Women still lag men in overall financial literacy, but women have been making some gains because men tend to “backslide” and take improper risks when the stock market is advancing, a new study said.
Financial Finesse, a company from El Segundo, Calif., that offers workplace financial wellness advice, said men outperform women in almost all sorts of financial matters except for managing college expenses and saving for retirement, where women outperform men.
The gap has narrowed somewhat over the four years the study has been conducted, a period when the stock market has been gaining ground.
The company surveyed people during the first quarter of 2013.
“Women actually improve their investing habits and behaviors in a strong market,” a report on the survey said, “while men backslide and begin to ignore the risk management controls they originally put in place to create proper diversification and oversight of their portfolios.”
The report said recent neurological studies showed that men were more likely to experience what researchers have called “testosterone overload” after stock market gains, taking progressively more risks “until they eventually experienced devastating losses.”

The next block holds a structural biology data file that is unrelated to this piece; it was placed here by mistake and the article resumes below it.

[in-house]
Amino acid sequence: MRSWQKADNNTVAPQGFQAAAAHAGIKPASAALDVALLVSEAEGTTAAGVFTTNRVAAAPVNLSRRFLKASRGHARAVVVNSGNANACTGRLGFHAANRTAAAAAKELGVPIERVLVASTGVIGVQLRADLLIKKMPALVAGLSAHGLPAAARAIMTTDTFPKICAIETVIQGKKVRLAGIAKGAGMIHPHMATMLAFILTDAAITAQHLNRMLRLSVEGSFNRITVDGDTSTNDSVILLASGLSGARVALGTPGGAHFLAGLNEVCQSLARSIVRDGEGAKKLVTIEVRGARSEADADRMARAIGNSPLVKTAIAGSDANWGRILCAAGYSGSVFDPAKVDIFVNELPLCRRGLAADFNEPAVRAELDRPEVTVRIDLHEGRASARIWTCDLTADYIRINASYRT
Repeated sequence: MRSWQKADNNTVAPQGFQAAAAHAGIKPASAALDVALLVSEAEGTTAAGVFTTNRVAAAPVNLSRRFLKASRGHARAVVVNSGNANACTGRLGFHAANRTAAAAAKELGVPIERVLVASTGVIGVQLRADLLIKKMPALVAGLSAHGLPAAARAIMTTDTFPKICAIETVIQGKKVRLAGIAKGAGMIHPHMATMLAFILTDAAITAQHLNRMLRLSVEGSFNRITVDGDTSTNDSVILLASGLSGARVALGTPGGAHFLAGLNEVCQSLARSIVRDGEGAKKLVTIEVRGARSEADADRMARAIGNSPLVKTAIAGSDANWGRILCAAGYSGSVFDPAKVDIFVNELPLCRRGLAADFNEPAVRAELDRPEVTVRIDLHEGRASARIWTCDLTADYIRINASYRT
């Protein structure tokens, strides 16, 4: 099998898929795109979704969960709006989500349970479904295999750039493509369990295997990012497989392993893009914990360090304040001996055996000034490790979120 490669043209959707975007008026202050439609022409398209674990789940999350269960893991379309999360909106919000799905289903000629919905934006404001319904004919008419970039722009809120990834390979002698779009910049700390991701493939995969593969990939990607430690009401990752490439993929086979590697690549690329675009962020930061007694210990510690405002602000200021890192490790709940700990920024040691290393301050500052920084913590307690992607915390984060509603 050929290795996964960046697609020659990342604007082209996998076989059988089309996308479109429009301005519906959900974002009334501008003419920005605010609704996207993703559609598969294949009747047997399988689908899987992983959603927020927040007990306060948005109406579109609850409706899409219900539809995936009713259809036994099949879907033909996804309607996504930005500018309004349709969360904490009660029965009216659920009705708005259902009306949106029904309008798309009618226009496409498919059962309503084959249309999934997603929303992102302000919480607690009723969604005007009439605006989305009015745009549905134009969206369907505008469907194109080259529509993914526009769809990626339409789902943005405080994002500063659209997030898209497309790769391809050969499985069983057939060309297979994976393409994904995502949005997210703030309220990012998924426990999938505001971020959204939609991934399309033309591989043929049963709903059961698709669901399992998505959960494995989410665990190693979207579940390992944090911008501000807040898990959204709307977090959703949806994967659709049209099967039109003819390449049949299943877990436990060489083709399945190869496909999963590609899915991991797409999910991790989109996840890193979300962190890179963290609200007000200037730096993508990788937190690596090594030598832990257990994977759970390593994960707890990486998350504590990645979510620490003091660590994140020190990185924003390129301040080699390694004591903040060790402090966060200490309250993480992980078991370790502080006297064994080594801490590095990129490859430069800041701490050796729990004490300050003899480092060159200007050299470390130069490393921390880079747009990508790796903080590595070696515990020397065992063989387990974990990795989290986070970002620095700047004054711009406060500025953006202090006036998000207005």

In contrast, the report said, women were more likely to become more diligent during a winning streak and take steps to protect their gains.
Yet except for college spending and the percentage of women taking part in company-sponsored investment plans, women in the survey scored lower in most types of financial planning. That included handling monthly cash flow, paying bills on time, learning about investments, tax planning, insurance and retirement.
For women, the report said, financial understanding is especially important because they tend to live longer than men, often in households with lower income.